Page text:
Theophylline in Tea: Causes of “Tea Drunk”

Do you ever feel dizzy, nauseated, or light-headed after drinking tea? If so, you may have experienced what is known as “tea drunk.” While caffeine is often blamed for this sensation, another compound found in tea, theophylline, also plays a significant role. In this article, we will explore the differences between “tea drunk” and “tea high,” the causes of “tea drunk,” and ways to alleviate its effects.

Tea Drunk vs. Tea High

Before delving into the specifics of “tea drunk,” it is important to understand the distinction between “tea drunk” and “tea high.” “Tea high” refers to a state of alertness, creativity, and bliss that is sometimes described as peaceful, relaxed, or euphoric. This sensation is often attributed to the combination of caffeine and L-theanine, an amino acid, which can enhance mental clarity and focus. In contrast, “tea drunk” is characterized by unpleasant sensations, such as dizziness, nausea, racing heartbeat, and upset stomach.

Causes of “Tea Drunk”

While caffeine is often cited as the culprit for “tea drunk,” theophylline, one of three alkaloids found in tea, also plays a significant role. Theophylline can affect the body in several ways, including relaxing bronchial muscles, increasing heart muscle contraction, and causing central nervous system excitation, leading to headaches, insomnia, irritability, dizziness, and lightheadedness. Furthermore, theophylline’s side effects can include stomach pains and vomiting. Despite its potency, the amount of theophylline in tea is relatively small compared to caffeine, ranging from 0.002% to 0.04% depending on the study.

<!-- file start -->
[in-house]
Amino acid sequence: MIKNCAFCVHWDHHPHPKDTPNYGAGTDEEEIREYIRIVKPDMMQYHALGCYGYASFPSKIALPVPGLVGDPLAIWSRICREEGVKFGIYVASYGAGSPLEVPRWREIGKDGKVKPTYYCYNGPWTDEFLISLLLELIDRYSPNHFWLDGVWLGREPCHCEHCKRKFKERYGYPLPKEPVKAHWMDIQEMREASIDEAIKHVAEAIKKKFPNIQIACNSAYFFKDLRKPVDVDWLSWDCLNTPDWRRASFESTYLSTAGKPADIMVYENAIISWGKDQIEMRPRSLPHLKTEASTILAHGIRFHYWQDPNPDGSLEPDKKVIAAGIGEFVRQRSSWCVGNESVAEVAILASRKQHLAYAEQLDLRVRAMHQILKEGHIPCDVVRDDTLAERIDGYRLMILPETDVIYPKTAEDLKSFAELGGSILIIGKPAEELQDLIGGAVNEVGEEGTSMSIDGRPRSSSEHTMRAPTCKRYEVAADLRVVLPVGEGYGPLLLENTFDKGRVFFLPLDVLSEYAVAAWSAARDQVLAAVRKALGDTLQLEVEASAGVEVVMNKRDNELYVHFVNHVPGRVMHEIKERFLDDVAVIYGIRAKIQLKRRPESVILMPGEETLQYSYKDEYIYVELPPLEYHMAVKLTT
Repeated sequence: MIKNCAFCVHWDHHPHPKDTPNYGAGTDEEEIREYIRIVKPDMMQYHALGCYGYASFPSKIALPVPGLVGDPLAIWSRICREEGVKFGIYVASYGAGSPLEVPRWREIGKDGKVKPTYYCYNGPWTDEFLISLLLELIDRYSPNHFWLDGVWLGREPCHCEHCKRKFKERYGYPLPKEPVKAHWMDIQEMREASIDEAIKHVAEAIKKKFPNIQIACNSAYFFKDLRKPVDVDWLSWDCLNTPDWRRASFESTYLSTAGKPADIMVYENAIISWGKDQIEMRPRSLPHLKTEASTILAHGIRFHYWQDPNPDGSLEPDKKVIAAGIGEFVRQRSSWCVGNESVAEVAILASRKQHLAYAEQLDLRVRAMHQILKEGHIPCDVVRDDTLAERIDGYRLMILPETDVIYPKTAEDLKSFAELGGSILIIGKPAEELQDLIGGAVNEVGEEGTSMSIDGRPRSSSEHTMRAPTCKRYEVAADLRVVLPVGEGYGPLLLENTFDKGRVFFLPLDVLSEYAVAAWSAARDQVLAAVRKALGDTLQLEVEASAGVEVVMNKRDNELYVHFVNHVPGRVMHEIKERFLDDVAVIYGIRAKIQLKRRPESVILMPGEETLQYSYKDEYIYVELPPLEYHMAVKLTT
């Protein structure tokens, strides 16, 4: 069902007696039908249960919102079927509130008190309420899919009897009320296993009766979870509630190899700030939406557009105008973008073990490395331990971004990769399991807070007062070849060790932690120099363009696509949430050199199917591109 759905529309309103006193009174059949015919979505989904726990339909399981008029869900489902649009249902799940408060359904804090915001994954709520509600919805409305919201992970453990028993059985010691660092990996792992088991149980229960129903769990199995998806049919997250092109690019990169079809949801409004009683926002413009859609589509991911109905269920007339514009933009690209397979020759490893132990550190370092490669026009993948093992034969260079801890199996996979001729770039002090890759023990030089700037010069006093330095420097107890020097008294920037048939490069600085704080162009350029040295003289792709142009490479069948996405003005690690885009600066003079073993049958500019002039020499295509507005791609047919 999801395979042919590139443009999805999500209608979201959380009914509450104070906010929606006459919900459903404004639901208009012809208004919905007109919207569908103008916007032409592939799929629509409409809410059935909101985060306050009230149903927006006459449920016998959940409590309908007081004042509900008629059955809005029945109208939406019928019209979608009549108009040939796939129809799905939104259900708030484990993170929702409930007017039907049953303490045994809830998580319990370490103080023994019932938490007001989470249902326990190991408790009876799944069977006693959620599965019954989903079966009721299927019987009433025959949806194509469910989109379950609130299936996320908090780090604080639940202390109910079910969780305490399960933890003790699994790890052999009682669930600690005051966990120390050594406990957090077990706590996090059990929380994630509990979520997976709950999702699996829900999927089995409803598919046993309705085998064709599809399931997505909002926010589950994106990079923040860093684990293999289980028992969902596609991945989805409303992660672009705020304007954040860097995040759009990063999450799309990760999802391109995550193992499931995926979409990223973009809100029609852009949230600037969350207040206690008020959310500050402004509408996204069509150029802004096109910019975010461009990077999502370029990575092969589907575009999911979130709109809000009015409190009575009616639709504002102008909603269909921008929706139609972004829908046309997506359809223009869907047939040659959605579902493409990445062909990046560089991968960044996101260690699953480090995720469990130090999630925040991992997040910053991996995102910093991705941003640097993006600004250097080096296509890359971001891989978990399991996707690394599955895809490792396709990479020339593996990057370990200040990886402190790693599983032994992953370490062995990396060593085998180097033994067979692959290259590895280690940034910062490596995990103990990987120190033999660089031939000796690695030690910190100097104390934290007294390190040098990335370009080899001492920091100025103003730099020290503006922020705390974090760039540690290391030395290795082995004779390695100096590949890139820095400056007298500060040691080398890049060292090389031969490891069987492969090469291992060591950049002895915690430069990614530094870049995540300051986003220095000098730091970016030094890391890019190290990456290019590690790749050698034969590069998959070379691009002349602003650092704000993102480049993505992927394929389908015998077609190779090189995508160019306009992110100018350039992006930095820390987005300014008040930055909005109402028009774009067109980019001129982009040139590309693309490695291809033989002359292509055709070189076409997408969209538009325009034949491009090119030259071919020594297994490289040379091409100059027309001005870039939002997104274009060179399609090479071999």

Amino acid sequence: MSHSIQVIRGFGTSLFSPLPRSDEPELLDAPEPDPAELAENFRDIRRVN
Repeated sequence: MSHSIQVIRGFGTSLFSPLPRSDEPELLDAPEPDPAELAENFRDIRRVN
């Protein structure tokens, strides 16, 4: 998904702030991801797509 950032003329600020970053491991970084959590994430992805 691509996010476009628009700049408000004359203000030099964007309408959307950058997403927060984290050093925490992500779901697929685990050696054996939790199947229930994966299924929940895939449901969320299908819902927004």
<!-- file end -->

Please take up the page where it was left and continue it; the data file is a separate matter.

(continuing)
Solutions for “Tea Drunk”

If you experience “tea drunk,” there are several solutions to alleviate its effects. First, consume food quickly, especially those high in sugar or fat, to neutralize its impact. Secondly, consider making adjustments to your tea brewing process. If you are new to tea drinking or have a sensitivity to stimulants like caffeine and theophylline, brew a “lighter” tea, using less tea leaves or water at a lower temperature, to help your body get acclimated to the tea. Finally, avoid drinking tea on an empty stomach if you experience stomach discomfort.


While tea offers numerous health benefits and flavors, it is essential to understand the potential effects of its chemical components, including caffeine and theophylline. “Tea drunk” is an unpleasant sensation that can result from theophylline, a compound found in tea. By learning the differences between “tea drunk” and “tea high” and taking steps to mitigate the effects of “tea drunk,” you can continue to enjoy the many benefits of tea without the unpleasant side effects.

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